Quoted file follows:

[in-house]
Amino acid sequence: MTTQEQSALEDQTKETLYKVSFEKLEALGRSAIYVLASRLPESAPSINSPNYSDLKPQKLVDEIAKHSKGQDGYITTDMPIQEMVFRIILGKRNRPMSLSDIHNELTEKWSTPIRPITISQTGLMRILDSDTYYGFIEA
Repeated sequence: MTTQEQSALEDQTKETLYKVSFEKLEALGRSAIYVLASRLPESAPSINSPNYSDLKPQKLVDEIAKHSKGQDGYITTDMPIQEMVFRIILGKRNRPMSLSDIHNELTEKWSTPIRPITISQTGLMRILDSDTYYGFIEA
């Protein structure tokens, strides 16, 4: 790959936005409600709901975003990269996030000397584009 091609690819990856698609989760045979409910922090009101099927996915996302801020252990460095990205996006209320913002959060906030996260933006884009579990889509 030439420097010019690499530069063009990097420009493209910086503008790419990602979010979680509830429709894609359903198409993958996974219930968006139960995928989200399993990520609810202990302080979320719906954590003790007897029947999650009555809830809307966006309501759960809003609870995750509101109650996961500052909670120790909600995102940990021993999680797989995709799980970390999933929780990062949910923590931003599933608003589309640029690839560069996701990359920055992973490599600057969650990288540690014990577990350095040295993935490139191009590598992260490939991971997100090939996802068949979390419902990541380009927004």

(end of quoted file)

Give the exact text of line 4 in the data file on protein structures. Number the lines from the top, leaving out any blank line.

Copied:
């Protein structure tokens, strides 16, 4: 790959936005409600709901975003990269996030000397584009 091609690819990856698609989760045979409910922090009101099927996915996302801020252990460095990205996006209320913002959060906030996260933006884009579990889509 030439420097010019690499530069063009990097420009493209910086503008790419990602979010979680509830429709894609359903198409993958996974219930968006139960995928989200399993990520609810202990302080979320719906954590003790007897029947999650009555809830809307966006309501759960809003609870995750509101109650996961500052909670120790909600995102940990021993999680797989995709799980970390999933929780990062949910923590931003599933608003589309640029690839560069996701990359920055992973490599600057969650990288540690014990577990350095040295993935490139191009590598992260490939991971997100090939996802068949979390419902990541380009927004």